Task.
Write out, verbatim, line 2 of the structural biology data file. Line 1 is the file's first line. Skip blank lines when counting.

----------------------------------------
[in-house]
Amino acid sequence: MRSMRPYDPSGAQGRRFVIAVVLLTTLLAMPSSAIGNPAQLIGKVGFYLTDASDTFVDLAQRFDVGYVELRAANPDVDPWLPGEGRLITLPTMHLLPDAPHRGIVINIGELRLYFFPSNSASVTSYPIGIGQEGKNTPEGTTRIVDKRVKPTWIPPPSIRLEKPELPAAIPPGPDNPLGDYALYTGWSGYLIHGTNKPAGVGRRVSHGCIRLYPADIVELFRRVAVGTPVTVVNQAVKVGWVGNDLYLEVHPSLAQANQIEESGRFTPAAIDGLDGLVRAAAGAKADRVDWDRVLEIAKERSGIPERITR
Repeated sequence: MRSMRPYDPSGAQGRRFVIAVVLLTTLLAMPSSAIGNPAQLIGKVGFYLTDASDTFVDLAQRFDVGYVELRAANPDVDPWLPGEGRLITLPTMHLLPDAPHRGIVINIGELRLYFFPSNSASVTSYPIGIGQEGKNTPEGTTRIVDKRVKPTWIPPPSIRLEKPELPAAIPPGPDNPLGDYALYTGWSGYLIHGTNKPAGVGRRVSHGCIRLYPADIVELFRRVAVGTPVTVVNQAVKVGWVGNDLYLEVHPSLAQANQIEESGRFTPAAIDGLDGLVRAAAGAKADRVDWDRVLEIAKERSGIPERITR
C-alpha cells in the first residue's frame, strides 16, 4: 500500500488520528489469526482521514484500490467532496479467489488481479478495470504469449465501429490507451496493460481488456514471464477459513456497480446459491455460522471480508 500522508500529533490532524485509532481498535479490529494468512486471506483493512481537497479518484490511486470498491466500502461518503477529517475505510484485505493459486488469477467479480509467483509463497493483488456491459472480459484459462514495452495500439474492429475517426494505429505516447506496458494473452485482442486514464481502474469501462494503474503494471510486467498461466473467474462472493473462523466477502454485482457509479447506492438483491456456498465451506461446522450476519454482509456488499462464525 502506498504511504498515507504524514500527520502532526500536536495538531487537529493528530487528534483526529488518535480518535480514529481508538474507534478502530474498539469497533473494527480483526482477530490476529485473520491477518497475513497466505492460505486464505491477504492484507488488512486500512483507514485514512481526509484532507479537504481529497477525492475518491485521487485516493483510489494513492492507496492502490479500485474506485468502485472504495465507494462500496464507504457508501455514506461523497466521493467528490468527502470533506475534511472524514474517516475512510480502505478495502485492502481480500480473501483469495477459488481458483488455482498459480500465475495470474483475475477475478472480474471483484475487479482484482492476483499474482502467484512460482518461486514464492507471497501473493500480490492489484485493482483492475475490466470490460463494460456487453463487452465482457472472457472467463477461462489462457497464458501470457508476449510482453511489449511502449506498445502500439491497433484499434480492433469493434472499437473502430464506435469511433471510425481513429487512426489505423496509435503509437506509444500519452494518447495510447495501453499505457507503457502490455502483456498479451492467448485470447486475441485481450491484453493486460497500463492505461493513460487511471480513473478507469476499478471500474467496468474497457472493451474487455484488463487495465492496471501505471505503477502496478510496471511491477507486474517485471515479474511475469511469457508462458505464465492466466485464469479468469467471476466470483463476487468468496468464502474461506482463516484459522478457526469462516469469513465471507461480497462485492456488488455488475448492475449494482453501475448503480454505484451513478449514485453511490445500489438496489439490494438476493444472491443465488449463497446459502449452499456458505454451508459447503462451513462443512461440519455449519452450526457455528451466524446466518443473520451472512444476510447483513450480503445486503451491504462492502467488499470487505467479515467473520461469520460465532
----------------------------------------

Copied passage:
Amino acid sequence: MRSMRPYDPSGAQGRRFVIAVVLLTTLLAMPSSAIGNPAQLIGKVGFYLTDASDTFVDLAQRFDVGYVELRAANPDVDPWLPGEGRLITLPTMHLLPDAPHRGIVINIGELRLYFFPSNSASVTSYPIGIGQEGKNTPEGTTRIVDKRVKPTWIPPPSIRLEKPELPAAIPPGPDNPLGDYALYTGWSGYLIHGTNKPAGVGRRVSHGCIRLYPADIVELFRRVAVGTPVTVVNQAVKVGWVGNDLYLEVHPSLAQANQIEESGRFTPAAIDGLDGLVRAAAGAKADRVDWDRVLEIAKERSGIPERITR